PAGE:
The inspector plays a vital role on every construction project ensuring that the completed operations comply with the owner’s plans and specifications. Recognizing that many agencies were inexperienced in doing chip seal, slurry seal or micro surfacing projects, and hesitant to add the treatment to their pavement management systems because of their lack of familiarity, the International Slurry Surfacing Association (ISSA) worked with the National Center for Pavement Preservation (NCPP) to develop a comprehensive page Inspector’s Manual for slurry systems including slurry seal/micro surfacing. A copy of the Inspector’s Manual can be obtained at www.slurry.org.
With Cape Seals, like most paving projects, the primary goal is to produce a strong, durable and aesthetically pleasing wearing surface for the traveling public. Some of the most important things inspectors can do to help achieve this goal are as follows:
Mix Design: Verify that a full mix design has been performed by a qualified lab, and that all test results meet or exceed the specified standards.
Quality Materials: Confirm that the aggregate, asphalt emulsion and other materials delivered to the job are in conformance with both the specifications and the materials used in the mix design. Best practices include sampling the delivered aggregate to confirm the gradation is within the stockpile tolerance limits. Also, periodically take a sample of the delivered emulsion/binder for testing.
Equipment Calibration: To ensure proper applicaton rates are placed in accordance with the chip seal mix design, the asphalt distributor and aggregate spreader must be calibrated. To ensure proper proportioning of the mix in accordance with the Job Mix Formula for slurry seal/micro surfacing, the paver must be calibrated for the emulsion, mineral filler, and the specific aggregate being used on the project. Comprehensive calibration information can be found in the Inspector’s Manual including sample calibration worksheets. Referencing the equipment manufacturer’s recommended calibration procedures will also simplify the calibration process rather than adapting to the universal procedure outlined in the Inspector’s Manual.
Surface Preparation: Walk or drive the entire pavement to be paved for the day to ensure the surface has been properly prepared.
Traffic Control: Verify the proper traffic control is in place to keep the traveling public safe and out of uncured materials.
Acceptable Weather: Measure the air and pavement temperature to determine if construction can start/continue.
Temperature, humidity and wind conditions all affect chip seal emulsion and slurry seal/micro surfacing break and cure times.
Quality Equipment: Verify the equipment for chip sealing (asphalt distributor and aggregate spreader) and slurry seal/micro surfacing (paver) is properly calibrated for the materials being used on the project, and the equipment is clean, well maintained, and free of any leaks. Ensure the spreader box and rubbers on the slurry seal/micro surfacing equipment are kept clean to avoid drag marks in the mat.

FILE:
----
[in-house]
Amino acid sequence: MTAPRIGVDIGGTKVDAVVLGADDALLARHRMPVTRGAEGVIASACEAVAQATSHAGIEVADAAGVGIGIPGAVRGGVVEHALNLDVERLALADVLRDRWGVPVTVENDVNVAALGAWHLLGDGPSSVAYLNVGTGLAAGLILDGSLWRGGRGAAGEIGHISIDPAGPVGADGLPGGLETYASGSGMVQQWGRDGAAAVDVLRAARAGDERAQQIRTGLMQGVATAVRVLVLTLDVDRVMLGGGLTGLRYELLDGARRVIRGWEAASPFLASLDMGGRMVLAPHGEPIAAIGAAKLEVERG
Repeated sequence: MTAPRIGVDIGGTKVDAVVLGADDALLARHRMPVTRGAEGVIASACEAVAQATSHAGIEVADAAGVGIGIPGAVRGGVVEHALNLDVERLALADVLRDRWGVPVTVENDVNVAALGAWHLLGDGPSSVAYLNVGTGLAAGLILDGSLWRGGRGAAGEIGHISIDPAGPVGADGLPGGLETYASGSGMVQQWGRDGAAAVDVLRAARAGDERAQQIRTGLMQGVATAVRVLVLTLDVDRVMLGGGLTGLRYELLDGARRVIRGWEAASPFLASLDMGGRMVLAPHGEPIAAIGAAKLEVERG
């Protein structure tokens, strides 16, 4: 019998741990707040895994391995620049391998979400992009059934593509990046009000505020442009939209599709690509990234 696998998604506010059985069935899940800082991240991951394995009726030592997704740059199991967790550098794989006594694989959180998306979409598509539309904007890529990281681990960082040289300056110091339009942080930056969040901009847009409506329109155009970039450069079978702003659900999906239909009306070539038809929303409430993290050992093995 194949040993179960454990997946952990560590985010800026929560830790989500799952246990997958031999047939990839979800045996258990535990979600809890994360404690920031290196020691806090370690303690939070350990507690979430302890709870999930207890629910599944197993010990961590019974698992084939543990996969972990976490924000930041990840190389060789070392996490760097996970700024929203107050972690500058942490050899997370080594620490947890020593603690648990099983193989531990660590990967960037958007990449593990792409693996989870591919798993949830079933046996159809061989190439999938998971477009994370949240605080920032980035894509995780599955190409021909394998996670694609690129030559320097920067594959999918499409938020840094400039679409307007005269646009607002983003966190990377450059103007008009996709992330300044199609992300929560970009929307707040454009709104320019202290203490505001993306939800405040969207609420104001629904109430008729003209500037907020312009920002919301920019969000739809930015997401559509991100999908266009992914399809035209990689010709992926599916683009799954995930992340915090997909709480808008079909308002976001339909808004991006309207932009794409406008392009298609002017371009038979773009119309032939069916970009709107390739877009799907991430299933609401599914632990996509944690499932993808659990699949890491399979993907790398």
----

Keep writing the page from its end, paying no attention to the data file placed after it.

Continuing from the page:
Quality Workmanship: For both treatments, ensure straight edge lines and quality joints (longitudinal and transverse). For slurry seal/micro surfacing, ensure there are no drag marks or blemishes in the mix. Verify the finished surface is uniform and consistent in terms of color and texture. For the chip seal, verify the finished surface is uniform and consistent in terms of binder and aggregate application rates.
Application Rates: Periodic checks should be made to verify that the amount of material being placed is in accordance with the specifications and appropriate for the gradation of the aggregate being used. For the chip seal portion, Spot checking the yield over a specific pavement area a few times each day is recommended. This can be done by strapping the distributor for binder and measuring rock lands for aggregate. For slurry seal/micro surfacing, spot checking the yield over a specific pavement area a few times each day using the calibrated counters on the paver is recommended. Other methods for tracking the amount of materials placed include keeping a list of the quantities of materials on each truck as they are placed, or tracking the quantities of all materials delivered to the project and deducting for waste.
Chip Seal Application Checklist: Provided by Federal Highway Administration (FHWA) and the Foundation for Pavement Preservation (FP2).
90-minute webinar on the Inspector’s Manual: highlighting key points of the Micro Surfacing inspector’s manual. (Provided by ISSA and the Asphalt Institute)
Slurry Seal Application Checklist: Provided by Federal Highway Administration (FHWA) and the Foundation for Pavement Preservation (FP2).
Micro Surfacing Application Checklist: Provided by Federal Highway Administration (FHWA) and the Foundation for Pavement Preservation (FP2).